'Barr Go Sail - Heel to Toe'
Let's put on a show!
by Lyndsey Winship
February 26, 2005 -- Purcell Room, London
“Riverdance” it ain’t. Michael Flatley’s Irish dance spectacle might have raised the profile of Irish dance around the world, but his razzle dazzle stage show is a far cry from this, an authentic celebration of traditional Irish music and dance.
The venue may be modest but the audience and the performers are spirited, led by compere Roisin Elsafty, a rising star of Connemara song. With performers representing three regions of Ireland – Donegal, Connemara and Kerry – the intrinsic connection between traditional music and dance is made clear for all to see.
The West Kerry Set Dancers join together in lively group dances, stamping out the rhythms of Richard Lucey’s accordion tunes. Hailing from Donegal, fiddlers Peter and Jimmy Campbell play highlands, waltzes and mazurkas as Ann Conaghan and Connie McKelvey demonstrate couples dances, sometimes called kitchen dances, because that’s exactly where they’d be performed in people’s homes.
Three sean-nos dancers from Connemara take the stage one by one to duet with melodeon player Johnny Connolly, picking out a percussive accompaniment, and making it all look exceedingly easy. This step dancing comes closest to the kind of Irish dance we’re probably most familiar with, but with none of the stilted high kicking you’d get from Jean Butler et al.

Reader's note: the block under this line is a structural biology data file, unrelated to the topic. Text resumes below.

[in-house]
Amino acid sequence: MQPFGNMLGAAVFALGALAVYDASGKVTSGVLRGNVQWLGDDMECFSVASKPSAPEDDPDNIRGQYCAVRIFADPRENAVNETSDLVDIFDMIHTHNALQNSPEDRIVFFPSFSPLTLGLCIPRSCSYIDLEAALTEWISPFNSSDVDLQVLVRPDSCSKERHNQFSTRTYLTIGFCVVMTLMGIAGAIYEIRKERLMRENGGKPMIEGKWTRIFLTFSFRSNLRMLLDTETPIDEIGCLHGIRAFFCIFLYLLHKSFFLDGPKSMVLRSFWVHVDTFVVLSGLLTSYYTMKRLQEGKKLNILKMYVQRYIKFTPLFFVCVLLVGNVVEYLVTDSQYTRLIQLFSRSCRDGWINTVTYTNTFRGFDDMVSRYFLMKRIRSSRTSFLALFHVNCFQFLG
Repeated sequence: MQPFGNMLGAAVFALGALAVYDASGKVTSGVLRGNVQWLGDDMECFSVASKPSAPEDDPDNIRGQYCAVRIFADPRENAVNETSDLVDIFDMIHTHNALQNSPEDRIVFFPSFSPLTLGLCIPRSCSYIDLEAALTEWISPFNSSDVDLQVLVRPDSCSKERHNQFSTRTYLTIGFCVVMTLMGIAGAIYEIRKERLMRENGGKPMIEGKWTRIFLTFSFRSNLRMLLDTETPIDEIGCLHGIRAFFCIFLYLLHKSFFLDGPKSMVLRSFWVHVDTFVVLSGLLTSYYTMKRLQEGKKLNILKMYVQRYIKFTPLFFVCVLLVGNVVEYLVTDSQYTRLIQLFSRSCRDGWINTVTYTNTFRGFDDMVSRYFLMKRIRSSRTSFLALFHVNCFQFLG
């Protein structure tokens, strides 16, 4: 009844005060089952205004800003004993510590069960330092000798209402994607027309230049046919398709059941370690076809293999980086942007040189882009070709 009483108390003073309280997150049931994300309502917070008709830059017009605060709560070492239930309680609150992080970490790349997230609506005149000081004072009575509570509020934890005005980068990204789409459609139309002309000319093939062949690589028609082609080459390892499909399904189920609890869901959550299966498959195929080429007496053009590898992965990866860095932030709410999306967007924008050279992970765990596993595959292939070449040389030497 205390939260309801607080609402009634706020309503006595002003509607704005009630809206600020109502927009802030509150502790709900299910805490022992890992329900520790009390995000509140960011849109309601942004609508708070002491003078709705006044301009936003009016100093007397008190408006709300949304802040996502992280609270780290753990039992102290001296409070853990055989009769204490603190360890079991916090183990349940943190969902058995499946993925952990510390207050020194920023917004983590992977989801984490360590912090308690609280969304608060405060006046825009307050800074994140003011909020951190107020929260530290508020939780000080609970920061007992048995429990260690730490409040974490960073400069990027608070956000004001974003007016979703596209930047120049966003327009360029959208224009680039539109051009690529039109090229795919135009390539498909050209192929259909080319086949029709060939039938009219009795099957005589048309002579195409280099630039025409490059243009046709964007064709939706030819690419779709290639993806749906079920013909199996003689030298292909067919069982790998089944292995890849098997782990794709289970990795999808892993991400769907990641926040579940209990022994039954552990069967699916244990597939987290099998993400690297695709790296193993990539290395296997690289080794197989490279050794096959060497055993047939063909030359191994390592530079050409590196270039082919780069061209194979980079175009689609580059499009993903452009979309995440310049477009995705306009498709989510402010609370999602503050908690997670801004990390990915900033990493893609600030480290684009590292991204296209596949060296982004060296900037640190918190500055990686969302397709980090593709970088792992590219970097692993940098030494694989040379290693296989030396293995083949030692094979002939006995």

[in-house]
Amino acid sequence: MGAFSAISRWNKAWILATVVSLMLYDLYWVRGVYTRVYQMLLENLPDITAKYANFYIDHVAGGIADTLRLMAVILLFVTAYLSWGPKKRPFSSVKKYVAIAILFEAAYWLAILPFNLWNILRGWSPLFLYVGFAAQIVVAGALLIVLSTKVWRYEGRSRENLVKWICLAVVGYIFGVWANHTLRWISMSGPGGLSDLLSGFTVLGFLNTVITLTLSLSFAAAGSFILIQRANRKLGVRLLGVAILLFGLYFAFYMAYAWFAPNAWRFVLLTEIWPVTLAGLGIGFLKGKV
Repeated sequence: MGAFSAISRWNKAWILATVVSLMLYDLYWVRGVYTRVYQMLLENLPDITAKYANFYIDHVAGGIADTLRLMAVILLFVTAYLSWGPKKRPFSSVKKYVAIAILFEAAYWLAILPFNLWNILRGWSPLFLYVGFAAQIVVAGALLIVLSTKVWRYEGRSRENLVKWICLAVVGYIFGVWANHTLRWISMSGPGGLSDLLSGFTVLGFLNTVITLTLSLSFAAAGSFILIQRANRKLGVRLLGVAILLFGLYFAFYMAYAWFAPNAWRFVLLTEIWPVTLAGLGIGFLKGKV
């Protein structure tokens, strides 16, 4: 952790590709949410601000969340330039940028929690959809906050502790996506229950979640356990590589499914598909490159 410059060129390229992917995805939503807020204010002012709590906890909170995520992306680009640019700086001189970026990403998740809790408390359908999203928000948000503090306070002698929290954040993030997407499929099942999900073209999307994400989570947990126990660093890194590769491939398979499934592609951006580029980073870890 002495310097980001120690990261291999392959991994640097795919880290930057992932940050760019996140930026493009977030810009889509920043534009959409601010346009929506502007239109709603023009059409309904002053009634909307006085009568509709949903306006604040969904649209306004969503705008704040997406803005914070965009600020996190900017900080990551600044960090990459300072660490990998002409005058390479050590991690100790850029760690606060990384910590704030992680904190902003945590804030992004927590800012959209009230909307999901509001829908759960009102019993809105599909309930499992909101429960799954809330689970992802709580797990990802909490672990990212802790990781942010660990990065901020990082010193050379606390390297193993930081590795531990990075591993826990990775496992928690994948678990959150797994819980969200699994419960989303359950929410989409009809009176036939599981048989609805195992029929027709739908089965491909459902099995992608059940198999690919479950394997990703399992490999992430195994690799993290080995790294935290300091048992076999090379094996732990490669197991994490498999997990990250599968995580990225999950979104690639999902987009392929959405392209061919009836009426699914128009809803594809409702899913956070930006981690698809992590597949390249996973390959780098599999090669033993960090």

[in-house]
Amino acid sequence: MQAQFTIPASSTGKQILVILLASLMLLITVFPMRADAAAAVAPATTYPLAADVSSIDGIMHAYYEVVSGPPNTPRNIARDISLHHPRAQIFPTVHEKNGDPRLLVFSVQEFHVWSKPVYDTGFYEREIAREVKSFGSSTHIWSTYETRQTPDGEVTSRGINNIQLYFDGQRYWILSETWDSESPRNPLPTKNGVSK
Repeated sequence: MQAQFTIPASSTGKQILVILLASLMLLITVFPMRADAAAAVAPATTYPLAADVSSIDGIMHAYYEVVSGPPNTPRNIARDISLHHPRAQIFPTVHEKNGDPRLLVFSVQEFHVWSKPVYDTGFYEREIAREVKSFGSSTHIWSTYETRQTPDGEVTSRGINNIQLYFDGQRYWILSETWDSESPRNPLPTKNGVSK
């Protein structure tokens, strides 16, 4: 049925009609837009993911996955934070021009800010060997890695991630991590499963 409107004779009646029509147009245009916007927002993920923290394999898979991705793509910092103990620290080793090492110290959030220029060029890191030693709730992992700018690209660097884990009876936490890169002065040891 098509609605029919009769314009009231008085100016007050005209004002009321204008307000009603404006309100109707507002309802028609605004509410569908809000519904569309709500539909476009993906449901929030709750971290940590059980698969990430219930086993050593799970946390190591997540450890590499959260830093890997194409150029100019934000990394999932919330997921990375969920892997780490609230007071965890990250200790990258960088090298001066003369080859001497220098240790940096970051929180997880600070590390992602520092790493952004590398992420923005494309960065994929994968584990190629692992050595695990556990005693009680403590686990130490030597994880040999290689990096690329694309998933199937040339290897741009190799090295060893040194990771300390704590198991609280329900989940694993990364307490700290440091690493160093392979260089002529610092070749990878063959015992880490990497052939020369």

Red curls bouncing, Maire Aine Ni hlarnain reels off crisp footwork and tight tapping with a beaming smile and a casual shrug, while another young dancer, Seosamh O Neachtain – who has appeared on recordings with Connolly – takes things up a notch with a crescendo of complex beats, matching the music climax for climax. Paraic O Hoibicin, meanwhile, shows that he can give the youngsters a run for their money.
These rousing numbers alternate with haunting songs from Elsafty, who has a voice that keeps a hushed audience leaning forward in their seats. Her songs might be centuries-old but her a cappella performance is immediately bewitching.
While the roots of this music may be deep, what's to be celebrated is that it’s very much a living art form. This is probably the only time you’ll see ‘real’ people on stage; the performers reflect the mixed audience, all ages and sizes, in all styles of dress. It’s happily rough around the edges, but this is stuff for homes and halls and not the stages of Las Vegas. It’s less putting on a show, more a chance to share some music, stories and good times. You want to kick up your heels, let out a whoop and join in the fun – and you can’t ask for much more than that.
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